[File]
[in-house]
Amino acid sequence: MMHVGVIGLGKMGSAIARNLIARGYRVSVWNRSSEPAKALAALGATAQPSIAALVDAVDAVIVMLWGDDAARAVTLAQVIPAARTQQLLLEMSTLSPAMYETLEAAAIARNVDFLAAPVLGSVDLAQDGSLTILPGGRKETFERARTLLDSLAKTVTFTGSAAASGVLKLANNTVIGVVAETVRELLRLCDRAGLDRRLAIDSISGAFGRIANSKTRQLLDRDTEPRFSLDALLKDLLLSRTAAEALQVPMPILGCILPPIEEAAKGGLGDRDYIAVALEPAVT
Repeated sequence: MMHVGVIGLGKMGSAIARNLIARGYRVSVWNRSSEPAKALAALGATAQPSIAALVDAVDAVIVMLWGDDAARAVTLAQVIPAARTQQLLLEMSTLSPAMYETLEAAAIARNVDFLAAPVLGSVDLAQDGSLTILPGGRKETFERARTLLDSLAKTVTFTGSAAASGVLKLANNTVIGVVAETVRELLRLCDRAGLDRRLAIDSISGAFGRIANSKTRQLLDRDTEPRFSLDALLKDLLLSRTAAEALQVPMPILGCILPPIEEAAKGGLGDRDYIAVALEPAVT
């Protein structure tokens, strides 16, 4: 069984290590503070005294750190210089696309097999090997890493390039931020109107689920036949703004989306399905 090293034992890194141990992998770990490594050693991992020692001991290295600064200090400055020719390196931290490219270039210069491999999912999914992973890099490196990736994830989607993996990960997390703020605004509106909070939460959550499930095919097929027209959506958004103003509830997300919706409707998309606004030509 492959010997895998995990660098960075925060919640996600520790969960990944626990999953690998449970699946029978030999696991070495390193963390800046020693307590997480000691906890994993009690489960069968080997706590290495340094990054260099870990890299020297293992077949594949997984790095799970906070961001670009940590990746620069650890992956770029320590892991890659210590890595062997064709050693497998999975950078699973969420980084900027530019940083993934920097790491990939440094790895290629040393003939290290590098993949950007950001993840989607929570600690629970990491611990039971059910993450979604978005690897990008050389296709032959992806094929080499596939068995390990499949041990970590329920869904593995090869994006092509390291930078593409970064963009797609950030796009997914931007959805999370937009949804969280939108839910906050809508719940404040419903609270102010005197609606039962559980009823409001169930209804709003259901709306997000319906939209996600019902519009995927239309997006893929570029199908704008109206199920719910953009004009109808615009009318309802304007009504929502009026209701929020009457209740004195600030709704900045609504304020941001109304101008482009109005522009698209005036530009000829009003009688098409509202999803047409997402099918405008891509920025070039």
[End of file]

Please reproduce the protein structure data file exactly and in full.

[in-house]
Amino acid sequence: MMHVGVIGLGKMGSAIARNLIARGYRVSVWNRSSEPAKALAALGATAQPSIAALVDAVDAVIVMLWGDDAARAVTLAQVIPAARTQQLLLEMSTLSPAMYETLEAAAIARNVDFLAAPVLGSVDLAQDGSLTILPGGRKETFERARTLLDSLAKTVTFTGSAAASGVLKLANNTVIGVVAETVRELLRLCDRAGLDRRLAIDSISGAFGRIANSKTRQLLDRDTEPRFSLDALLKDLLLSRTAAEALQVPMPILGCILPPIEEAAKGGLGDRDYIAVALEPAVT
Repeated sequence: MMHVGVIGLGKMGSAIARNLIARGYRVSVWNRSSEPAKALAALGATAQPSIAALVDAVDAVIVMLWGDDAARAVTLAQVIPAARTQQLLLEMSTLSPAMYETLEAAAIARNVDFLAAPVLGSVDLAQDGSLTILPGGRKETFERARTLLDSLAKTVTFTGSAAASGVLKLANNTVIGVVAETVRELLRLCDRAGLDRRLAIDSISGAFGRIANSKTRQLLDRDTEPRFSLDALLKDLLLSRTAAEALQVPMPILGCILPPIEEAAKGGLGDRDYIAVALEPAVT
């Protein structure tokens, strides 16, 4: 069984290590503070005294750190210089696309097999090997890493390039931020109107689920036949703004989306399905 090293034992890194141990992998770990490594050693991992020692001991290295600064200090400055020719390196931290490219270039210069491999999912999914992973890099490196990736994830989607993996990960997390703020605004509106909070939460959550499930095919097929027209959506958004103003509830997300919706409707998309606004030509 492959010997895998995990660098960075925060919640996600520790969960990944626990999953690998449970699946029978030999696991070495390193963390800046020693307590997480000691906890994993009690489960069968080997706590290495340094990054260099870990890299020297293992077949594949997984790095799970906070961001670009940590990746620069650890992956770029320590892991890659210590890595062997064709050693497998999975950078699973969420980084900027530019940083993934920097790491990939440094790895290629040393003939290290590098993949950007950001993840989607929570600690629970990491611990039971059910993450979604978005690897990008050389296709032959992806094929080499596939068995390990499949041990970590329920869904593995090869994006092509390291930078593409970064963009797609950030796009997914931007959805999370937009949804969280939108839910906050809508719940404040419903609270102010005197609606039962559980009823409001169930209804709003259901709306997000319906939209996600019902519009995927239309997006893929570029199908704008109206199920719910953009004009109808615009009318309802304007009504929502009026209701929020009457209740004195600030709704900045609504304020941001109304101008482009109005522009698209005036530009000829009003009688098409509202999803047409997402099918405008891509920025070039």